Main Article Content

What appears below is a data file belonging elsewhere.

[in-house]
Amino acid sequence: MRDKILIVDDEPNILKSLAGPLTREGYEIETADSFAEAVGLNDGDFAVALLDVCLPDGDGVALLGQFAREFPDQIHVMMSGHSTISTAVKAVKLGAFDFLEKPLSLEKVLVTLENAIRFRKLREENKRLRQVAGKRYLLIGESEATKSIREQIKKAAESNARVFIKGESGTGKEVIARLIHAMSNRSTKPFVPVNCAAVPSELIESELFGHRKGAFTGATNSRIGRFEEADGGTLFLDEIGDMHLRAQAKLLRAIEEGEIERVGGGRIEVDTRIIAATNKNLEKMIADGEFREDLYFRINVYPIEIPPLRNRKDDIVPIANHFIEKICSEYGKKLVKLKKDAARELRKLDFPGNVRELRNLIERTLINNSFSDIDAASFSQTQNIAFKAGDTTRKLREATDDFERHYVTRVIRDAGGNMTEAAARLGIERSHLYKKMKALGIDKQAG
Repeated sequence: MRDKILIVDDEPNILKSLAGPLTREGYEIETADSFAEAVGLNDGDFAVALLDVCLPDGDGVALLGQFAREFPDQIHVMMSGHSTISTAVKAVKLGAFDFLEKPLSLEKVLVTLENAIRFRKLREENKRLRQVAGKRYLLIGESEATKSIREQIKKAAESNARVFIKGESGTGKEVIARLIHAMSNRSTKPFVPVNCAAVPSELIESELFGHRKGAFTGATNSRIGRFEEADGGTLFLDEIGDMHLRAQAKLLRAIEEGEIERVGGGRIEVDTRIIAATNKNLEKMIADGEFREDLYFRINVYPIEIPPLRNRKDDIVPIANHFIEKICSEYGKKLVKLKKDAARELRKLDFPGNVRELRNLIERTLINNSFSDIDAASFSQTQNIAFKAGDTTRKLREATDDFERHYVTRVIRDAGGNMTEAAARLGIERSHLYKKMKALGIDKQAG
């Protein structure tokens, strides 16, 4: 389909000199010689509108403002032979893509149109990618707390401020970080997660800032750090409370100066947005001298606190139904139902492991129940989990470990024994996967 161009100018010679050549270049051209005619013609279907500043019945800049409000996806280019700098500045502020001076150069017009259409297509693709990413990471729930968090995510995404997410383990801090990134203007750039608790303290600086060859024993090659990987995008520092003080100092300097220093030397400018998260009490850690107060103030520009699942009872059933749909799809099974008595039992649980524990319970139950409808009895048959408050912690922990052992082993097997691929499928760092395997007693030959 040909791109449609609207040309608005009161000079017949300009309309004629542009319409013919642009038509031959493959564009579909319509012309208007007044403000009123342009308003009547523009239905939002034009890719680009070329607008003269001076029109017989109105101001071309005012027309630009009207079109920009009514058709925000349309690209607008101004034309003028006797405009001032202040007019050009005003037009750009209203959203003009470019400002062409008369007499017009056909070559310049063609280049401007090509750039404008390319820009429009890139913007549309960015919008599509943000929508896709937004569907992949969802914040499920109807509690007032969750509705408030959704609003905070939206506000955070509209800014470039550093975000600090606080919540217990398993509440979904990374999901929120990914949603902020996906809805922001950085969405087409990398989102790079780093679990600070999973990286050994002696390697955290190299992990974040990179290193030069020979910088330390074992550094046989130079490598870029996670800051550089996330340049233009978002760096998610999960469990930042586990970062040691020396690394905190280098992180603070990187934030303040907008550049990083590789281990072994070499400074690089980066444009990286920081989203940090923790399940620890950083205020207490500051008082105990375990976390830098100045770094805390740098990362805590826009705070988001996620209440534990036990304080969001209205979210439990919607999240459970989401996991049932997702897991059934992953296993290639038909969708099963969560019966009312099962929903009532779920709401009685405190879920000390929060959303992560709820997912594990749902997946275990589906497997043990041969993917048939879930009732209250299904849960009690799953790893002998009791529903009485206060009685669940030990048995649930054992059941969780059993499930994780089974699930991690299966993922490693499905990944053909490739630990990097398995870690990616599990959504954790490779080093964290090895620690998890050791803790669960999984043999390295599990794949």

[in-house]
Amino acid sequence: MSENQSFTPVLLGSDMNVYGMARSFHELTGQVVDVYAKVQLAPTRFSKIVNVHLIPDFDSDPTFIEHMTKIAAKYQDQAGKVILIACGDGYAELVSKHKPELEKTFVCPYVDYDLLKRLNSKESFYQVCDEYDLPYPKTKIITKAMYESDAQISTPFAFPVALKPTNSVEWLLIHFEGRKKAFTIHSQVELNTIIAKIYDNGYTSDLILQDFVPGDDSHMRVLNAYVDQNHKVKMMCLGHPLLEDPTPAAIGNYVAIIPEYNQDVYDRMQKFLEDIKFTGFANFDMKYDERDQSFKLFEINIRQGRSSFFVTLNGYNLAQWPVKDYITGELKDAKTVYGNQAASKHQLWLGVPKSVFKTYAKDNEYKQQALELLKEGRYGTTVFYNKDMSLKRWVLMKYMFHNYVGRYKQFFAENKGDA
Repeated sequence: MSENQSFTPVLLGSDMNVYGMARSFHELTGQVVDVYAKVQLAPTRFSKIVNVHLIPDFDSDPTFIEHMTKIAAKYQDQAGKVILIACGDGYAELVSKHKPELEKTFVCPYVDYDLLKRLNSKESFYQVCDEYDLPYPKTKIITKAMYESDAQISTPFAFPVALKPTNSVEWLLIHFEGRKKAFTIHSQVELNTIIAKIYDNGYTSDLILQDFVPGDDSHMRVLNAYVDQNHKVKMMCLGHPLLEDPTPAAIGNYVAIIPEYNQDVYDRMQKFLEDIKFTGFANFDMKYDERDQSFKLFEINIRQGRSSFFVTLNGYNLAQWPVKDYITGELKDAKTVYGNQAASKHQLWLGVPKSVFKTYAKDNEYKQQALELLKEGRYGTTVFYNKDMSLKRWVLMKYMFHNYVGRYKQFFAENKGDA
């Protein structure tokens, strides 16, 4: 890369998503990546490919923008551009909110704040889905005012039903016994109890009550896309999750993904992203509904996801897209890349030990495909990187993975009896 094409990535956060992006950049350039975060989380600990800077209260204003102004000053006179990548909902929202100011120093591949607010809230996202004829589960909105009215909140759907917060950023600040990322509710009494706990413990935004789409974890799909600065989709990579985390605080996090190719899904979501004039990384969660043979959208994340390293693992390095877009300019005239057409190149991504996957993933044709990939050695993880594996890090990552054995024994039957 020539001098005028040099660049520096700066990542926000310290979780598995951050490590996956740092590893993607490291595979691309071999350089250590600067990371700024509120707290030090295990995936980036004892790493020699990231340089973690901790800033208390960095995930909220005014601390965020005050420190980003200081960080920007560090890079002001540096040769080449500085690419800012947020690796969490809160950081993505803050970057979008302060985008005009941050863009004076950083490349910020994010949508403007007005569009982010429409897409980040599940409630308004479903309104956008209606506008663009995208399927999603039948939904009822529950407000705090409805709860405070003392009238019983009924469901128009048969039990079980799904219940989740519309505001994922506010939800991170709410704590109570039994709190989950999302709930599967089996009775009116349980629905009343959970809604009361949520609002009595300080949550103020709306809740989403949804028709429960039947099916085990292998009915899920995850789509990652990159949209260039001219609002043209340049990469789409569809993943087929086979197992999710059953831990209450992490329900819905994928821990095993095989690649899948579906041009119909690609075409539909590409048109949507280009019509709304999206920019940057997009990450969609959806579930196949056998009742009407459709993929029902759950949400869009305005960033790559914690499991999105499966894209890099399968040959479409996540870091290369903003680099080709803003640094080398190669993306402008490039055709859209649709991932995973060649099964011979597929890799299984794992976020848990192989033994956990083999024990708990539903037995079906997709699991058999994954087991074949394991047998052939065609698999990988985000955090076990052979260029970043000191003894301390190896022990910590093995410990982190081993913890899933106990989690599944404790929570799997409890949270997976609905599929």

This study investigated the influence of limited living space and privacy on children’s psychological functioning. The study invited 240 participants, of which 120 children were in the experimental group and 120 in the comparison group. The participants in the experimental group were recruited from communities facing living space and personal privacy challenges, while the participants in the comparison group came from privileged communities with relatively adequate living space. The children’s psychological functioning dimensions measured were anxiety, depression, conduct disorder, addictive and risk behaviours, delay of gratification, sexual risk behaviours, and perceptions of social support. The results showed that the two groups differed significantly in levels of anxiety, depression, conduct disorder, and addictive and risk behaviours. The findings of the study indicate the need to offer psychological support to children facing living space and privacy challenges. Implications for further studies in the area of housing and psychological wellbeing are discussed.